At least the IFCO is an independent organization, which is more than anyone can say for the Peoples Rights Fund and Progress Unity Fund, two 501(c)3 organizations very closely affiliated with the Workers World Party. Close examination of these organizations' public tax returns reveals that the vast majority - in the Progress Unity Fund's case, all - of their grants go to Workers World Party front organizations, and their directors are either closely tied to the Workers World Party or are full Workers World Party members. It certainly seems like the directors of these funds aren't exercising full control over the grants they make; rather, the recipients of the funds control the directors! But no IRS agent would ever know this, unless they were familiar with the Workers World Party's range of front organizations or had the time and resources to launch a proper investigation. If the IRS agent picked up, say, the 2001 IRS Form 990 of the Peoples Rights Fund, they'd read that "in order to receive grants from the Fund, organizations and/or individuals must submit a written statement stating the purpose that they seek a grant and how they would use the grant. The Board of Directors could, if it chooses, schedule an oral interview with the applicant to further discuss the proposal. The proposed project is then reviewed by the advisory board. Finally the Board of Directors vote whether to fund the project based on the Fund's exempt purposes." Sounds above board, no? They'd also read that the Peoples Rights Fund gave $5,382 to the Peoples Video Network for equipment and training, $10,300 to the Center for United Labor Action for "research studies and seminars," $20,000 went to the World View Forum for "seminars, lectures, and forums on current events," $25,050 went to the National Peoples Campaign for "lectures, forums, and meetings," another $20,495 went to the Job is a Right Campaign for "production of literature and educational programs," and $7,050 went to the Korean Truth Commission. That IRS agent would also read that the International Action Center was the largest recipient - $49,140 went to its New York office, $25,562 to its San Francisco office, $7,250 to its Washington D.C. office, and lesser amounts to Los Angeles and Philadelphia.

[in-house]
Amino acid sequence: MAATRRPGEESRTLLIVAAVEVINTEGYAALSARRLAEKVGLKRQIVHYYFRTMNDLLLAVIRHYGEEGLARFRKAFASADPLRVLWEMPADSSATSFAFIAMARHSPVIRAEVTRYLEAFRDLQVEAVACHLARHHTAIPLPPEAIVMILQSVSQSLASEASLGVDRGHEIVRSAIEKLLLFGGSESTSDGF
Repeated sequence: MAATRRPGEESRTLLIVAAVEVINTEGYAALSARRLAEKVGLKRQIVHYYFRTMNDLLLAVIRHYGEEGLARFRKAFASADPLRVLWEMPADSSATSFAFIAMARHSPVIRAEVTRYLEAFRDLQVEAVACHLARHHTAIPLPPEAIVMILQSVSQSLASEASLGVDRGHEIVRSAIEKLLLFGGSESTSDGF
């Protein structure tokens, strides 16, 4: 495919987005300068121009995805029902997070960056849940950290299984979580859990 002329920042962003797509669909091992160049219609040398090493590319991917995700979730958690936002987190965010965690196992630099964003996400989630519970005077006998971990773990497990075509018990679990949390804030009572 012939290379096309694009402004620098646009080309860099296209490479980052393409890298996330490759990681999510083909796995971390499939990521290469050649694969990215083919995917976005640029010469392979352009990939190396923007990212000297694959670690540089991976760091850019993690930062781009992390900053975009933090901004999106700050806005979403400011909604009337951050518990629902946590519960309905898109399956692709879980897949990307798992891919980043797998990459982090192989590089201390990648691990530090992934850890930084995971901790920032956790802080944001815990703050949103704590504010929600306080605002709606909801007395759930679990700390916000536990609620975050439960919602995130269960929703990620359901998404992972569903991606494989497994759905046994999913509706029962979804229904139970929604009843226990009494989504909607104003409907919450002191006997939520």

Now, the IRS agent would likely figure out the Peoples Rights Fund slanted left, just based on the names of the organizations it gave grants to, but that's no crime. Based on the information in that 2001 tax return, there's no real reason to investigate the Peoples Rights Fund further - unless, of course, the IRS agent somehow knew that the Peoples Video Network was established and led by members of the Workers World Party in the 1990s, that the Center for United Labor Action is a now-largely defunct organization established by WWP Secretariat member Larry Holmes in the 1970s, that the World View Forum is the Workers World Party's publishing operation, dedicated to printing the works of deceased party founder Sam Marcy and prominent party ally Ramsey Clark; that the National Peoples Campaign was the 1980s protest group founded by the Workers World Party to oppose Ronald Reagan, that the "Job is a Right Campaign" was a local Minneapolis coalition founded by a Workers World Party ally, that the Korea Truth Commission is a sub-unit of the International Action Center, and that the International Action Center was founded by the Workers World Party in cooperation with former U.S. attorney Ramsey Clark. If the IRS agent happened to know all that, and knew that the Peoples Rights Fund shared an address on West 14th St. in Manhattan with the Peoples Video Network, International Action Center, and National Peoples Campaign, three recipients of their "grants," and knew that the administrative contact for the Peoples Rights Fund' s web site is also the administrative contact for the Workers World Party's web site, he might start thinking something was a little suspicious. Especially when the organizations the Peoples Rights Fund provide 'grants' to are not the recipients of fixed amounts but are in fact fiscally sponsored - they solicit money directly from the public for their own organizations, and tell them to make the checks payable to the Peoples Rights Fund. Groups like the International Action Center have the same relationship with the Peoples Rights Fund that Refuse & Resist does with the IFCO. If the IRS agent knew all that we've mentioned about the Peoples Rights Fund, he'd probably decide it was time for an investigation.